Tag Archives: 1990s

Hartmut Bitomsky – Die UFA (1992)

The latest film by Hartmut Bitomsky is, just like much of his early work, a original film essay about film and film history. Just as in earlier films, he makes inventive use of the potential offered by the medium video to analyse films.The history of the UFA is the story of a risky financial venture in the twenties and a propaganda instrument in the thirties. Bitomsky’s approach stands out because he involvesthis social and political context in investigating and dissecting films. Read More »

    Hartmut Bitomsky – Der VW-Komplex aka The VW Complex (1990)

    However a VW is put together, what comes out is always the Federal Republic of Germany.

    The VW factory is a museum of industrial technology, and at the same time it is its Utopia. The old factory buildings convey the impression of almost like being in a cathedral. In order to communicate with the crane operators high above, the workers beat on the steel griders with heavy hammers. The new buildings, however, are much lower – like in a complex of new apartments, in which you can touch the ceilings with your hands. While going around inside the buildings, you can follow the creation of an automobile and at the same time bid farewell to the industrial age. Read More »

      Maria Klonaris & Katerina Thomadaki – L’Ange Amazonien : Un portrait de Lena Vandrey (1992)

      “Les œuvres de Lena Vandrey qui se trouvent au Musée d’Art Brut de Lausanne, acquises par Dubuffet, sont des effigies de femmes, des sortes de déesses, d’amazones, des personnages totémiques d’une grande force d’expression. Elles sont faites de matières très brutes. Ce n’est pas de la peinture illusionniste. Il y a une tension dramatique qui détruit le système de représentation pour créer un contact beaucoup plus charnel avec l’objet” (Michel Thévoz). Read More »

        Michael Blackwood – Deconstructivist Architects (1990)

        A documentary about the early beginning of the deconstructivist era of the architecture flourishing in the 80´ties.
        Interviews with Zaha Hadid, Peter Eisenman, Bernard Tschumi, Frank Gehry, Daniel Liebeskind, Derrida, Micheal Sorkin and more. Read More »

          Boaz Yakin – Fresh (1994)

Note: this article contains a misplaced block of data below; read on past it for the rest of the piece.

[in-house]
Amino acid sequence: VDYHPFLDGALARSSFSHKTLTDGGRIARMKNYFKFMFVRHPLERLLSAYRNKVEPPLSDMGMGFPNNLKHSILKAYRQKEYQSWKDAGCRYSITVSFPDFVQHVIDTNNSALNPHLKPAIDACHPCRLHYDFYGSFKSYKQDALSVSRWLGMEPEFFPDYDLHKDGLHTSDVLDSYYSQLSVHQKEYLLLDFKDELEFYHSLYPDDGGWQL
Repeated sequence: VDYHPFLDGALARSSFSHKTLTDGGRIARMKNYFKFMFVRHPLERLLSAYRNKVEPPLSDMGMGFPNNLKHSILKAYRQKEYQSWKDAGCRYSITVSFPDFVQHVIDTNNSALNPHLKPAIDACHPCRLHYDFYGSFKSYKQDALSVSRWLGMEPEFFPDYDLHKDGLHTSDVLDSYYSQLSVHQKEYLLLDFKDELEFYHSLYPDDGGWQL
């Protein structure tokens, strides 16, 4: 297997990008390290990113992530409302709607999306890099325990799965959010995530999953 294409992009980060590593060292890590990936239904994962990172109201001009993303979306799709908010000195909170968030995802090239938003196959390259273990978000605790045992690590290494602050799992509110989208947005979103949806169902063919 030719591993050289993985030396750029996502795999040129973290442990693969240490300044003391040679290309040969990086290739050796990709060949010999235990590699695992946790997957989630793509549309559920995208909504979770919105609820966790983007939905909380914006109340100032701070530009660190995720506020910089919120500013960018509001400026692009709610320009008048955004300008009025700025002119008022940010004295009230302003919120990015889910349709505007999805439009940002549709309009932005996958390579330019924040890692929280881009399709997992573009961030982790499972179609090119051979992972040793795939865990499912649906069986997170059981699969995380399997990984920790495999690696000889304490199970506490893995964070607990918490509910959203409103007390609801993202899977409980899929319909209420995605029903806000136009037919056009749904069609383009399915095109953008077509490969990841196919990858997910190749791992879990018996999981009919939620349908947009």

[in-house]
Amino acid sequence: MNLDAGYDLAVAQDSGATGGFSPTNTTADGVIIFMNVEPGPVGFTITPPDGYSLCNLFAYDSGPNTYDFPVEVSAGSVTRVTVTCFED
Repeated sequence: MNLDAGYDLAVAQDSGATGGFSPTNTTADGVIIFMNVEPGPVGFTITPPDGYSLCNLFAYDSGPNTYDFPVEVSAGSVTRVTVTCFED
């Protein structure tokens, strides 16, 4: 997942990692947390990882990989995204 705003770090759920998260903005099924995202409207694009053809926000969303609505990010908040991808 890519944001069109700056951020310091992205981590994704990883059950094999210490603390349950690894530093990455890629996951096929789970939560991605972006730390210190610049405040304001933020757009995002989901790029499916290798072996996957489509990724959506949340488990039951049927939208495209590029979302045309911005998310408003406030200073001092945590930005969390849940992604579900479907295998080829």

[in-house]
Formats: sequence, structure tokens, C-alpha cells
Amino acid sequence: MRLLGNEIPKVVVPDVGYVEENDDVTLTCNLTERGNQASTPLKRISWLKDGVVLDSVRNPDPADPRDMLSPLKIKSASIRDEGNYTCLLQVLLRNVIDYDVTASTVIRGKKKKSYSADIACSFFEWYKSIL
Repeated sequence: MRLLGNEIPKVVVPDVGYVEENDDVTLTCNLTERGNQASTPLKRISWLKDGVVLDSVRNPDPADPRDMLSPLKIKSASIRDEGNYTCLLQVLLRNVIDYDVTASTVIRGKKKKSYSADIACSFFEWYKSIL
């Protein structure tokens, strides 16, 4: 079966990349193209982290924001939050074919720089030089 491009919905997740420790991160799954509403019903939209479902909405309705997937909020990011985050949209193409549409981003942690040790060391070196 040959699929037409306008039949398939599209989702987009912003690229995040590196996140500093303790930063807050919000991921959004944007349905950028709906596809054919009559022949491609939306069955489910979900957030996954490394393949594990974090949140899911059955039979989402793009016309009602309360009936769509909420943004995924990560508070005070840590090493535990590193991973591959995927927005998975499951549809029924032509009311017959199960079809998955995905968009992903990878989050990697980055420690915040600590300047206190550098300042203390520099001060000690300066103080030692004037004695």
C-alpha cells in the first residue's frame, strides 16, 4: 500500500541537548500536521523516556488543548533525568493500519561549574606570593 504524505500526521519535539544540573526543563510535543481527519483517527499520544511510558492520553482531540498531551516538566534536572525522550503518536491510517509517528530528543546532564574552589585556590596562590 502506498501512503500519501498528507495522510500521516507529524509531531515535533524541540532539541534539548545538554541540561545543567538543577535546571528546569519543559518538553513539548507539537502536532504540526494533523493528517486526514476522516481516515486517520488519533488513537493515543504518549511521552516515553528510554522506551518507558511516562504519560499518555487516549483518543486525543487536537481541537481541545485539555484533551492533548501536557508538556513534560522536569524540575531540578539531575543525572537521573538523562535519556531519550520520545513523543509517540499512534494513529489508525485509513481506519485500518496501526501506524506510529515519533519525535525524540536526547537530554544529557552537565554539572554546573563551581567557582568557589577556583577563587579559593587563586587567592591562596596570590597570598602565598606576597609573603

Boaz Yakin’s astounding debut feature looks at the violent world of the projects through the eyes of a 12-year-old drug runner. Sean Nelson delivers a quiet but intense performance as Michael–street name Fresh–a cynical but introspective kid grown up fast and hard on the killing streets of the projects. Samuel L. Jackson costars as Fresh’s estranged father, a speed chess hustler in the city park whose dispassionate philosophy–the chess board as life–becomes the film’s central metaphor, as Fresh plots a brilliant, coldly brutal plan to save himself and his junkie sister from his world of drug dealers and street violence. Read More »

            Andrew Kotting – Gallivant (1997)

            Gallivant is a fantastic British road movie and Andrew Kotting deserves to take his place with those two other great film iconoclasts and chroniclers of late twentieth century life in Britain: Derek Jarman and Patrick Keiller. He is also a great stylist and humourist, which makes the film very accessible despite it’s restless experimentation and disregard for documentary conventions. Read More »

              Gerardo Vera – Segunda piel AKA Second Skin (1999)

              Even though Pedro Almodóvar was a major creative force in blowing away the severity of the Franco years, his films – like “Women on the Verge of a Nervous Breakdown” – still caused shock-horror in the Spanish heartland. “Second Skin”, though by another director (Gerardo Vera), will almost certainly do likewise. Like Almodóvar, Gerardo Vera kicks aside the Catholic certainties of conservative Spain as he delineates the instability of a marriage, specifically caused by a husband who is torn between his wife and another man. Read More »